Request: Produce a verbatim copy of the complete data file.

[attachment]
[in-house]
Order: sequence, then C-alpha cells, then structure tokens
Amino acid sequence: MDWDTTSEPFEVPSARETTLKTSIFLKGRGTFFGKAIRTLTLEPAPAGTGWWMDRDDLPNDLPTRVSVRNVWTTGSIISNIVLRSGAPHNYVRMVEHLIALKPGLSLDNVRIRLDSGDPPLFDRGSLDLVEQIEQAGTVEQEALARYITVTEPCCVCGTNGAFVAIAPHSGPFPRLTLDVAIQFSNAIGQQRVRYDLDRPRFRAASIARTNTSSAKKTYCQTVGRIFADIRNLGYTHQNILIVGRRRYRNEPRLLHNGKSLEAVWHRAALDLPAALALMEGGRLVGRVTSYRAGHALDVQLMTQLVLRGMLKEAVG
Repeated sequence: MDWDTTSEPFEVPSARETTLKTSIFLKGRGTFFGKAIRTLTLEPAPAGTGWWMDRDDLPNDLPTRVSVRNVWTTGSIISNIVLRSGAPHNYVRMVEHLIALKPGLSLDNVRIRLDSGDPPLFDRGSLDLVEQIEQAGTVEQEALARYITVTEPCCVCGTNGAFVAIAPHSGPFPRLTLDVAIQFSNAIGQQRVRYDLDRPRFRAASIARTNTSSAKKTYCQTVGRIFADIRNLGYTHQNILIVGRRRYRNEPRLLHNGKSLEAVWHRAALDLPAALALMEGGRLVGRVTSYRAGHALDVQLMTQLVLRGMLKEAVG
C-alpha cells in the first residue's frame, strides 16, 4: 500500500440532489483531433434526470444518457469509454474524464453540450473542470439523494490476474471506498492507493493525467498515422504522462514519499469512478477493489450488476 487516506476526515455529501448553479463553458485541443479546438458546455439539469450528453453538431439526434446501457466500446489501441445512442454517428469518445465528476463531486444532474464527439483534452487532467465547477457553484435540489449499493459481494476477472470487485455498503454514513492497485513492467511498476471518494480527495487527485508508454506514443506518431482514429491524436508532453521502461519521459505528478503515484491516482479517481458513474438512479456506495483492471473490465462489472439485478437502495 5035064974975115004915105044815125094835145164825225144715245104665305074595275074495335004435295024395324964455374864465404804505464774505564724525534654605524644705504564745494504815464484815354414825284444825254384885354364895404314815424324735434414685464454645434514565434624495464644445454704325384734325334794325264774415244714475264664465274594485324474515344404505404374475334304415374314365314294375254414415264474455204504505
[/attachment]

[in-house]
Order: sequence, then C-alpha cells, then structure tokens
Amino acid sequence: MDWDTTSEPFEVPSARETTLKTSIFLKGRGTFFGKAIRTLTLEPAPAGTGWWMDRDDLPNDLPTRVSVRNVWTTGSIISNIVLRSGAPHNYVRMVEHLIALKPGLSLDNVRIRLDSGDPPLFDRGSLDLVEQIEQAGTVEQEALARYITVTEPCCVCGTNGAFVAIAPHSGPFPRLTLDVAIQFSNAIGQQRVRYDLDRPRFRAASIARTNTSSAKKTYCQTVGRIFADIRNLGYTHQNILIVGRRRYRNEPRLLHNGKSLEAVWHRAALDLPAALALMEGGRLVGRVTSYRAGHALDVQLMTQLVLRGMLKEAVG
Repeated sequence: MDWDTTSEPFEVPSARETTLKTSIFLKGRGTFFGKAIRTLTLEPAPAGTGWWMDRDDLPNDLPTRVSVRNVWTTGSIISNIVLRSGAPHNYVRMVEHLIALKPGLSLDNVRIRLDSGDPPLFDRGSLDLVEQIEQAGTVEQEALARYITVTEPCCVCGTNGAFVAIAPHSGPFPRLTLDVAIQFSNAIGQQRVRYDLDRPRFRAASIARTNTSSAKKTYCQTVGRIFADIRNLGYTHQNILIVGRRRYRNEPRLLHNGKSLEAVWHRAALDLPAALALMEGGRLVGRVTSYRAGHALDVQLMTQLVLRGMLKEAVG
C-alpha cells in the first residue's frame, strides 16, 4: 500500500440532489483531433434526470444518457469509454474524464453540450473542470439523494490476474471506498492507493493525467498515422504522462514519499469512478477493489450488476 487516506476526515455529501448553479463553458485541443479546438458546455439539469450528453453538431439526434446501457466500446489501441445512442454517428469518445465528476463531486444532474464527439483534452487532467465547477457553484435540489449499493459481494476477472470487485455498503454514513492497485513492467511498476471518494480527495487527485508508454506514443506518431482514429491524436508532453521502461519521459505528478503515484491516482479517481458513474438512479456506495483492471473490465462489472439485478437502495 5035064974975115004915105044815125094835145164825225144715245104665305074595275074495335004435295024395324964455374864465404804505464774505564724525534654605524644705504564745494504815464484815354414825284444825254384885354364895404314815424324735434414685464454645434514565434624495464644445454704325384734325334794325264774415244714475264664465274594485324474515344404505404374475334304415374314365314294375254414415264474455204504505